Home > News Release: U.S. International Transactions, Fourth Quarter 2008

News Release: U.S. International Transactions

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FOR WIRE TRANSMISSION: 8:30 A.M. EDT, WEDNESDAY, MARCH 18, 2009
BEA 09-08


Douglas B. Weinberg: (202) 606-9590  

U.S. International Transactions: Fourth Quarter 2008 and Year 2008

                          Fourth Quarter
Current Account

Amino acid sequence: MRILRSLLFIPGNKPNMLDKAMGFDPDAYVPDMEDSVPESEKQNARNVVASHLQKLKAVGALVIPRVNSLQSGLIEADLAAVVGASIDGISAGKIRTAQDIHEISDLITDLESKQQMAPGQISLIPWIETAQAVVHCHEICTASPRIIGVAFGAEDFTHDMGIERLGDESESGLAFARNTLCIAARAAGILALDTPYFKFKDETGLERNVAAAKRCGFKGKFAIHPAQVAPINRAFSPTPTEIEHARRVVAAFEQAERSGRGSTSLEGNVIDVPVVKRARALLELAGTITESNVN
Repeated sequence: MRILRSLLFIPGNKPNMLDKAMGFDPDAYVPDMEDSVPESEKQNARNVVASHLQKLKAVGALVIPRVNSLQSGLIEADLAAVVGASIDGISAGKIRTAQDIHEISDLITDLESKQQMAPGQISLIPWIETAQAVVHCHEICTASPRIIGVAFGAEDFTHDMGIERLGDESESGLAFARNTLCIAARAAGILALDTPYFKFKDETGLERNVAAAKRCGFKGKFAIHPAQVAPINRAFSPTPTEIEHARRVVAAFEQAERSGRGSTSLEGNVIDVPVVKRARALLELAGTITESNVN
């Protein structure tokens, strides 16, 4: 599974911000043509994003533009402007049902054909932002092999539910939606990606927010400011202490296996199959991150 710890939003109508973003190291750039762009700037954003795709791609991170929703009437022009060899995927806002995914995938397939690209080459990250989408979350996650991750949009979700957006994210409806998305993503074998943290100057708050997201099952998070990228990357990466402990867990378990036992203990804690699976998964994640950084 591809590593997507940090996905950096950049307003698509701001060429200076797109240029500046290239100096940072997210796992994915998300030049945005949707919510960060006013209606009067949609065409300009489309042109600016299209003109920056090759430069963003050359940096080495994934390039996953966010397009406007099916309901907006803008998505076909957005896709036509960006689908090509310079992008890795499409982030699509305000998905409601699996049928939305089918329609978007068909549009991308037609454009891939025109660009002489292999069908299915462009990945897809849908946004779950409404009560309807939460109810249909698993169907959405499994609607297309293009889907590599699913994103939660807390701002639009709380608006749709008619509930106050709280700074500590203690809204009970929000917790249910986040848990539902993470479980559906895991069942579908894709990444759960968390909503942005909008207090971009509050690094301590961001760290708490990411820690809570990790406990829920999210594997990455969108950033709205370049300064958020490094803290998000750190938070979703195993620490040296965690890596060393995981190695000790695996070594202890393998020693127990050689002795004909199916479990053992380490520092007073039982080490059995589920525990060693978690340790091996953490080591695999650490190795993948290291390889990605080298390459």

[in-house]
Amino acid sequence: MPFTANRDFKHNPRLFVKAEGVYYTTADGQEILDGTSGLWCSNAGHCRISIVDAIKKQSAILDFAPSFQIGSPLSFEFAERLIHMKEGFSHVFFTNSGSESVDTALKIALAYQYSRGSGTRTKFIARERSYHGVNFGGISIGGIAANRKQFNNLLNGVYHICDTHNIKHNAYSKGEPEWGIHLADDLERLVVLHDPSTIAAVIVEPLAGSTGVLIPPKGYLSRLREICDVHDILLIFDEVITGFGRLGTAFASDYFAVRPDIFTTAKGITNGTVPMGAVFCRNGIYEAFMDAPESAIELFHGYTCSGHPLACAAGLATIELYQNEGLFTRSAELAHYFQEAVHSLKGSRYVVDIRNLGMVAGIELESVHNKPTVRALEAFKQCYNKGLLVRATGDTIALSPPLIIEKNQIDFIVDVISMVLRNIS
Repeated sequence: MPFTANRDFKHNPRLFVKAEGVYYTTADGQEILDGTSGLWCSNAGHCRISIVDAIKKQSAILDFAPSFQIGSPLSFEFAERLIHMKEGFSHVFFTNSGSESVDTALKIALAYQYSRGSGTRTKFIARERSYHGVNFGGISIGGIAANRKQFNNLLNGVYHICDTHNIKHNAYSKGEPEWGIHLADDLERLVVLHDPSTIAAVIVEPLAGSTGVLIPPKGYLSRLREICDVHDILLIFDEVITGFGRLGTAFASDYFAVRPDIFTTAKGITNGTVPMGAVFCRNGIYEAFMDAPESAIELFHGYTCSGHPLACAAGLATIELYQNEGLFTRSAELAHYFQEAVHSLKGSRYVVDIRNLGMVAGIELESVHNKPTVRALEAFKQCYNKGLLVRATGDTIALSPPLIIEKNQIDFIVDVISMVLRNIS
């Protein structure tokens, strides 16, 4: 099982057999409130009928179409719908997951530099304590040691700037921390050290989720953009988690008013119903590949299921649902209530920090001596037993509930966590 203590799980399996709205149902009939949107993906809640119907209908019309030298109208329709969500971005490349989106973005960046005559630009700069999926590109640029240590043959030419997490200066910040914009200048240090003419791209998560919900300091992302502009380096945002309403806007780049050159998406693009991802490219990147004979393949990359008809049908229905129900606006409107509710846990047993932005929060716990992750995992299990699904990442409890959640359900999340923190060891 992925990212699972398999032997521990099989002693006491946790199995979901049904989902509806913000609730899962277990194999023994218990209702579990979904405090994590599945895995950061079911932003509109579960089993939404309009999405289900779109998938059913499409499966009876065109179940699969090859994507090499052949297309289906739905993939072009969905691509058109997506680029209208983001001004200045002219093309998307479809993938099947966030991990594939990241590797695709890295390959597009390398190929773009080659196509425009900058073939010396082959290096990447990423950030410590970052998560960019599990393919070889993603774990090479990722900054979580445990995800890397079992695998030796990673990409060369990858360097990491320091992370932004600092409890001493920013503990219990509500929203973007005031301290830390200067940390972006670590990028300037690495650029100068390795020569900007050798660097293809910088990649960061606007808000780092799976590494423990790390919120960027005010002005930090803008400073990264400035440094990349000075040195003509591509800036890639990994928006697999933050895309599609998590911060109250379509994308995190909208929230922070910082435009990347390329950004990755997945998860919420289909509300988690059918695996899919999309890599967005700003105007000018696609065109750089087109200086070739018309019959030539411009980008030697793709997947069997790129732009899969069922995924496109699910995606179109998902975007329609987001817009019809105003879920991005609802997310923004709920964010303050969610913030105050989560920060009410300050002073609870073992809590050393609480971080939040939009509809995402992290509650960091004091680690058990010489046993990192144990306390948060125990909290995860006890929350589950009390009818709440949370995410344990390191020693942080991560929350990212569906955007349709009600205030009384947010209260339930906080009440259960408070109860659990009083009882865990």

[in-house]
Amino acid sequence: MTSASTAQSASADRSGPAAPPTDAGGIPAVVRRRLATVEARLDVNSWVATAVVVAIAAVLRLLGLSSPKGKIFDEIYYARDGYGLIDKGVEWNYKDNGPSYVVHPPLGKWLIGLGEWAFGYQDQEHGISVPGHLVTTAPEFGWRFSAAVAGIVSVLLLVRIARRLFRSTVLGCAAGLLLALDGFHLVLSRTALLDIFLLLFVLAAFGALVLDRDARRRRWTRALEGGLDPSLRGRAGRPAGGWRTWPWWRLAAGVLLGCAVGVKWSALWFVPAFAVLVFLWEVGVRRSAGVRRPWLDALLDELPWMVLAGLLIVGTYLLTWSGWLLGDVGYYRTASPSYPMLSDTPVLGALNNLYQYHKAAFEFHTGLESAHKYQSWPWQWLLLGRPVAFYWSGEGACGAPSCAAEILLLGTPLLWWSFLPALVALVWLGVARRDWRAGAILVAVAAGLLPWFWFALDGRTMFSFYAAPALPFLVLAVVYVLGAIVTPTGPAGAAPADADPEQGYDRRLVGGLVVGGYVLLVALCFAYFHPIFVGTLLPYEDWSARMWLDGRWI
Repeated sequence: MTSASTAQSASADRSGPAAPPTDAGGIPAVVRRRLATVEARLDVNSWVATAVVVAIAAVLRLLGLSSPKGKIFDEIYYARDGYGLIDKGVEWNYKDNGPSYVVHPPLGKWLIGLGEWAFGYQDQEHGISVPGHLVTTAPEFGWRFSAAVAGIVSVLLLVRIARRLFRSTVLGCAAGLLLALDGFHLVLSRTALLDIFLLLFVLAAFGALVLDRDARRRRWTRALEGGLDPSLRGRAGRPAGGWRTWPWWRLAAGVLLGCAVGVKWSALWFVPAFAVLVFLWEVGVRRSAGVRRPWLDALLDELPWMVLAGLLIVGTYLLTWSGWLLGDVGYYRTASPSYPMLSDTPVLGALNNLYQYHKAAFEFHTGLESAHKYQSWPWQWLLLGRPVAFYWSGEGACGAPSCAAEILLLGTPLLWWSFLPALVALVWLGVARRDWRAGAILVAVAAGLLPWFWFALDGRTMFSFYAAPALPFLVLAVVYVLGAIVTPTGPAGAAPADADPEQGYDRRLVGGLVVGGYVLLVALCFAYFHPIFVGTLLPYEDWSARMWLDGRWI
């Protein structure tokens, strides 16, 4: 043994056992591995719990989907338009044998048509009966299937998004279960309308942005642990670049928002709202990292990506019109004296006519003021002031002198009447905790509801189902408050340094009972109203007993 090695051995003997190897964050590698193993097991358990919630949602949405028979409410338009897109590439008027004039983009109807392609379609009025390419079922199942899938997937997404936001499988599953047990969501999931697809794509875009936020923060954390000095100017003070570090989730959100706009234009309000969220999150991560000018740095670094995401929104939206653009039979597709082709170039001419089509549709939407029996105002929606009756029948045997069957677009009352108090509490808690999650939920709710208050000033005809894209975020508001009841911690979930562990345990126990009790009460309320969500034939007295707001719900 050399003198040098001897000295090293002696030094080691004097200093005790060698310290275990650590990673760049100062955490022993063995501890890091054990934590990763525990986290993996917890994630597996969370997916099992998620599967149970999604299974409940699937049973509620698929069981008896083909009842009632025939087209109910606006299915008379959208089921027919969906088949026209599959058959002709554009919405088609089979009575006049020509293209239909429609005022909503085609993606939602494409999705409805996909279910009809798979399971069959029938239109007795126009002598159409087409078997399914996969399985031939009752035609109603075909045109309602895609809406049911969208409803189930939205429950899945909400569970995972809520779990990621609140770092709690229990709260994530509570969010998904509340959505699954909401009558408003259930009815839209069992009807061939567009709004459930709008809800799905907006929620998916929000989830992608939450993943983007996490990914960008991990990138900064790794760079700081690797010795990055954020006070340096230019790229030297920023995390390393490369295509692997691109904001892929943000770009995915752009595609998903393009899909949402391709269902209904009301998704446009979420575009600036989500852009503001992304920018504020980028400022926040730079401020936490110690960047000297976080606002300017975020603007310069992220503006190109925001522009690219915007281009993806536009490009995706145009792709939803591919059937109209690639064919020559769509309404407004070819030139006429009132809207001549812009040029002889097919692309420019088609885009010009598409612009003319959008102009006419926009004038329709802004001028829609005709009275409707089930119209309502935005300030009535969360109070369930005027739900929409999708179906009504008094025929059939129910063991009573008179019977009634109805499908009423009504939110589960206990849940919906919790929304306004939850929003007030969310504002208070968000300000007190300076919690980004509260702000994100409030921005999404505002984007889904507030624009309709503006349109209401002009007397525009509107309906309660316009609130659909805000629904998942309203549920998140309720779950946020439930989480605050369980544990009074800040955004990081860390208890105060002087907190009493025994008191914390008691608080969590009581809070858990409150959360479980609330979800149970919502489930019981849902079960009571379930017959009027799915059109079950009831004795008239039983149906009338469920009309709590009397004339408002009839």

The U.S. current-account deficit--the combined balances on trade in goods and services, income, and net unilateral current transfers--decreased to $132.8 billion (preliminary) in the fourth quarter of 2008, the smallest deficit since the fourth quarter of 2003, from $181.3 billion (revised) in the third quarter of 2008. The decrease mostly resulted from a decrease in the deficit on goods. An increase in the surplus on income and a decrease in net unilateral current transfers to foreigners also contributed to the decrease in the current-account deficit. A decrease in the surplus on services was partly offsetting. Goods and services The deficit on goods and services decreased to $140.4 billion in the fourth quarter from $180.9 billion in the third. Goods The deficit on goods decreased to $174.1 billion in the fourth quarter from $216.3 billion in the third. Goods exports decreased to $290.5 billion from $346.3 billion. All major commodity categories decreased substantially. About half of the total decrease was accounted for by a drop in industrial supplies and materials, mostly resulting from declines in petroleum and products, in chemicals, and in metals and nonmetallic products. The next largest decreases were in capital goods, in foods, feeds, and beverages, in automotive products, and in consumer goods. Goods imports decreased to $464.6 billion from $562.5 billion. Nearly all major commodity categories decreased substantially. About half of the total decrease was accounted for by a decline in petroleum and products. The next largest decreases were in nonpetroleum industrial supplies and materials, in consumer goods, in capital goods, and in automotive products. Services The surplus on services decreased to $33.7 billion in the fourth quarter from $35.4 billion in the third. Services receipts decreased to $132.5 billion from $139.6 billion. The decrease mostly resulted from declines in travel, in “other” transportation (such as freight and port services), in passenger fares, and in “other” private services (such as business, professional, and technical services, insurance services, and financial services). Services payments decreased to $98.8 billion from $104.3 billion. All services categories decreased, but the largest decreases were in “other” transportation and in royalties and license fees. Income The surplus on income increased to $36.5 billion in the fourth quarter from $29.6 billion in the third. Investment income Income receipts on U.S.-owned assets abroad decreased to $165.9 billion from $191.6 billion. The decrease resulted from decreases in direct investment receipts and, to a lesser extent, in “other” private receipts (which consists of interest and dividends). U.S. government receipts (which consists of interest) increased. Income payments on foreign-owned assets in the United States decreased to $127.6 billion from $160.2 billion. The decrease resulted from decreases in direct investment payments and, to a lesser extent, in “other” private payments (which consists of interest and dividends) and in U.S. government payments (which consists of interest). Compensation of employees Receipts for compensation of U.S. workers abroad edged up to $0.8 billion from $0.7 billion, and payments for compensation of foreign workers in the United States edged up to $2.6 billion from $2.5 billion. Unilateral current transfers Net unilateral current transfers to foreigners were $28.9 billion in the fourth quarter, down from $30.0 billion in the third. The decrease was more than accounted for by a decrease in private remittances and other transfers. Capital Account Net capital account payments (outflows) edged down to $0.6 billion in the fourth quarter from $0.7 billion in the third. Financial Account Net financial inflows were $76.8 billion in the fourth quarter, down from $147.3 billion in the third. The slowdown resulted from a shift from financial inflows to financial outflows for foreign-owned assets in the United States (a shift from an increase to a decrease in foreign-owned assets) that was only partly offset by a pickup in financial inflows for U.S.-owned assets abroad (a larger decrease in U.S.-owned assets). U.S.-owned assets abroad U.S.-owned assets abroad decreased $84.4 billion in the fourth quarter, following a decrease of $28.1 billion in the third. U.S. claims on foreigners reported by U.S. banks decreased $298.0 billion in the fourth quarter, following a decrease of $134.4 billion in the third. Net U.S. sales of foreign securities were $77.0 billion in the fourth quarter, down from $82.6 billion in the third. Net U.S. sales of foreign stocks were $39.7 billion, up from $14.8 billion. Net U.S. sales of foreign bonds were $37.3 billion, down from $67.8 billion. U.S. direct investment abroad increased $85.3 billion in the fourth quarter, following an increase of $52.4 billion in the third. The pickup resulted from a larger increase in net equity capital investment abroad and a smaller decrease in net intercompany debt investment abroad in the fourth quarter than in the third. In contrast, reinvested earnings slowed. U.S. claims on unaffiliated foreigners reported by U.S. nonbanking concerns decreased $63.1 billion in the fourth quarter, following a decrease of $89.5 billion in the third. U.S. official reserve assets increased $3.1 billion in the fourth quarter, following an increase of $0.2 billion in the third. The pickup resulted from an increase in the U.S. reserve position in the International Monetary Fund in the fourth quarter after a decrease in the third. U.S. government assets other than official reserve assets increased $265.2 billion in the fourth quarter, following an increase of $226.0 billion in the third. The very large increases in both quarters resulted from drawings on temporary reciprocal currency arrangements between the U.S. Federal Reserve System and foreign central banks that do not meet the strict definition of U.S. reserve assets. Foreign-owned assets in the United States Foreign-owned assets in the United States decreased $7.6 billion in the fourth quarter, following an increase of $123.3 billion in the third. U.S. liabilities to foreigners reported by U.S. banks decreased $35.1 billion in the fourth quarter, following a decrease of $124.7 billion in the third. Net foreign purchases of U.S. Treasury securities were $89.5 billion in the fourth quarter, up slightly from $89.1 billion in the third. Net foreign sales of U.S. securities other than U.S. Treasury securities were $28.8 billion in the fourth quarter, down from $91.4 billion in the third. Transactions in U.S. stocks shifted to net foreign sales of $3.6 billion from net foreign purchases of $2.9 billion. Net foreign sales U.S. corporate bonds were $3.7 billion, down from $35.5 billion. Net foreign sales of federally sponsored agency bonds were $21.4 billion, down from $58.8 billion. Foreign direct investment in the United States increased $80.6 billion in the fourth quarter, following an increase of $57.3 billion in the third. The pickup resulted from a substantial pickup in net equity capital investment in the United States and, to a lesser extent, a smaller decrease in net intercompany debt investment in the United States in the fourth quarter than in the third quarter. In contrast, reinvested earnings were negative in the fourth quarter after having been positive in the third quarter. U.S. liabilities to unaffiliated foreigners reported by U.S. nonbanking concerns decreased $130.1 billion in the fourth quarter, following an increase of $71.1 billion in the third. Foreign official assets in the United States decreased $13.6 billion in the fourth quarter, following an increase of $116.1 billion in the third. The shift mostly resulted from a decrease in U.S. liabilities reported by U.S. banks in the fourth quarter after an increase in the third. Net U.S. currency shipments to foreigners were $29.9 billion in the fourth quarter, up from $5.8 billion in the third. The statistical discrepancy--errors and omissions in recorded transactions--was a positive $56.6 billion in the fourth quarter, compared with a positive $34.7 billion in the third. In the fourth quarter, the U.S. dollar appreciated 11 percent on a trade- weighted quarterly average basis against a group of 7 major currencies. The Year 2008 Current Account The U.S. current-account deficit--the combined balances on trade in goods and services, income, and net unilateral current transfers--decreased to $673.3 billion (preliminary) in 2008 from $731.2 billion in 2007. The decrease resulted from increases in the surpluses on income and on services. These increases were partly offset by increases in net unilateral current transfers to foreigners and in the deficit on goods. Goods and services The deficit on goods and services decreased to $681.1 billion in 2008 from $700.3 billion in 2007. Goods The deficit on goods increased to $820.8 billion in 2008 from $819.4 billion in 2007. Goods exports increased to $1,291.4 billion from $1,148.5 billion. About half of the increase was accounted for by an increase in industrial supplies and materials, mostly resulting from rises in petroleum and products, in metals and nonmetallic products, and in chemicals. The next largest increases were in foods, feeds, and beverages, in capital goods, and in consumer goods. Goods imports increased to $2,112.2 billion from $1,967.9 billion. More than four-fifths of the increase was accounted for by an increase in petroleum and products. The next largest increases were in nonpetroleum industrial supplies and materials, in capital goods, in foods, feeds, and beverages, and in consumer goods. These increases were partly offset by a decrease in automotive products. Services The surplus on services increased to $139.7 billion in 2008 from $119.1 billion in 2007. Services receipts increased to $544.4 billion from $497.2 billion. The increase resulted from increases in nearly all services categories. The largest increases were in “other” private services (such as business, professional, and technical services, insurance services, and financial services), in travel, in “other” transportation (such as freight and port services), in passenger fares, and in royalties and license fees. Services payments increased to $404.7 billion from $378.1 billion. All services categories increased, but the largest increases were in “other” private services, in “other” transportation, in passenger fares, in travel, and in direct defense expenditures. Income The surplus on income increased to $127.6 billion in 2008 from $81.7 billion in 2007. Investment income Income receipts on U.S.-owned assets abroad decreased to $752.4 billion from $814.8 billion. The decrease was more than accounted for by a decrease in “other” private receipts (which consists of interest and dividends). Direct investment receipts and U.S. government receipts (which consists of interest) both increased. Income payments on foreign-owned assets in the United States decreased to $617.6 billion from $726.0 billion. The decrease resulted from decreases in “other” private payments (which consists of interest and dividends) and in direct investment payments. U.S. government payments (which consists of interest) increased. Compensation of employees Receipts for compensation of U.S. workers abroad were virtually unchanged at $3.0 billion, and payments for compensation of foreign workers in the United States increased slightly to $10.3 billion from $10.0 billion. Unilateral current transfers Net unilateral current transfers to foreigners were $119.7 billion in 2008, up from $112.7 billion in 2007. The increase was mostly accounted for by an increase in private remittances and other transfers. Capital Account Net capital account payments (outflows) were $2.6 billion in 2008, up from $1.8 billion in 2007. Financial Account Net financial inflows--net acquisitions by foreign residents of assets in the United States less net acquisitions by U.S. residents of assets abroad-- were $546.6 billion in 2008, down from $774.3 billion in 2007. Net acquisitions by foreign residents slowed more than net acquisitions by U.S. residents. U.S.-owned assets abroad U.S.-owned assets abroad increased $52.5 billion in 2008, following an increase of $1,289.9 billion in 2007. U.S. claims on foreigners reported by U.S. banks decreased $425.0 billion in 2008, following an increase of $644.8 billion in 2007. Transactions in foreign securities shifted to net U.S. sales of $91.0 billion in 2008 from net U.S. purchases of $288.7 billion in 2007. Transactions in foreign stocks shifted to net U.S. sales of $6.3 billion from net U.S. purchases of $118.0 billion. Transactions in foreign bonds shifted to net U.S. sales of $84.7 billion from net U.S. purchases of $170.7 billion. U.S. direct investment abroad increased $317.8 billion in 2008, following an increase of $333.3 billion in 2007. The slowdown resulted from slowdowns in reinvested earnings and in net equity capital investment abroad. In contrast, net intercompany debt investment abroad decreased less in 2008 than in 2007. U.S. claims on unaffiliated foreigners reported by U.S. nonbanking concerns decreased $283.8 billion in 2008, following an increase of $0.7 billion in 2007. U.S. official reserve assets increased $4.8 billion in 2008, following an increase of $0.1 billion in 2007. U.S. government assets other than official reserve assets increased $529.5 billion in 2008, following an increase of $22.3 billion in 2007. The large increase in 2008 resulted from drawings on temporary reciprocal currency arrangements between the U.S. Federal Reserve System and foreign central banks that do not meet the strict definition of U.S. reserve assets. Foreign-owned assets in the United States Foreign-owned assets in the United States increased $599.0 billion in 2008, following an increase of $2,057.7 billion in 2007. U.S. liabilities to foreigners reported by U.S. banks decreased $337.3 billion in 2008, following an increase of $532.8 billion in 2007. Net foreign purchases of U.S. Treasury securities were $307.6 billion in 2008, up from $156.8 billion in 2007. Transactions in U.S. securities other than U.S. Treasury securities shifted to net foreign sales of $123.6 billion in 2008 from net foreign purchases of $573.9 billion in 2007. Net foreign purchases of U.S. stocks were $6.9 billion, down from $182.4 billion. Net foreign purchases of U.S. corporate bonds were $0.6 billion, down from $372.1 billion. Transactions in federally sponsored agency bonds shifted to net foreign sales of $131.0 billion from net foreign purchases of $19.4 billion. Foreign direct investment in the United States increased $325.3 billion in 2008, following an increase of $237.5 billion in 2007. The pickup resulted from pickups in net equity capital investment in the United States and, to a lesser extent, in net intercompany debt investment in the United States. In contrast, reinvested earnings slowed. U.S. liabilities to unaffiliated foreigners reported by U.S. nonbanking concerns decreased $29.3 billion in 2008, following an increase of $156.3 billion in 2007. Foreign official assets in the United States increased $421.4 billion in 2008, following an increase of $411.1 billion in 2007. Transactions in U.S. currency shifted to net shipments from the United States to foreign countries of $35.0 billion in 2008, following net shipments from foreign countries to the United States of $10.7 billion in 2007. The statistical discrepancy--errors and omissions in recorded transactions--was a positive $129.3 billion in 2008, compared with a negative $41.3 billion in 2007. In 2008, the U.S. dollar depreciated 4 percent on a trade-weighted yearly average basis against a group of 7 major currencies. Revisions The first three quarters of 2008 were revised to reflect revised seasonal adjustments and, for the third quarter, receipt of new or revised data. Revisions to the first and second quarters were small. In the third quarter, the current-account deficit was revised to $181.3 billion from $174.1 billion. The goods deficit was revised to $216.3 billion from $214.7 billion; the services surplus was revised to $35.4 billion from $38.2 billion; the surplus on income was revised to $29.6 billion from $30.8 billion; and net unilateral current transfers to foreigners were revised to $30.0 billion from $28.4 billion. Net financial inflows were revised to $147.3 billion from $135.2 billion. * * * Release dates in 2009: Fourth quarter and year 2008...................March 18, 2009 (Wednesday) First quarter 2009..............................June 17, 2009 (Wednesday) Second quarter 2009........................September 16, 2009 (Wednesday) Third quarter 2009..........................December 16, 2009 (Wednesday)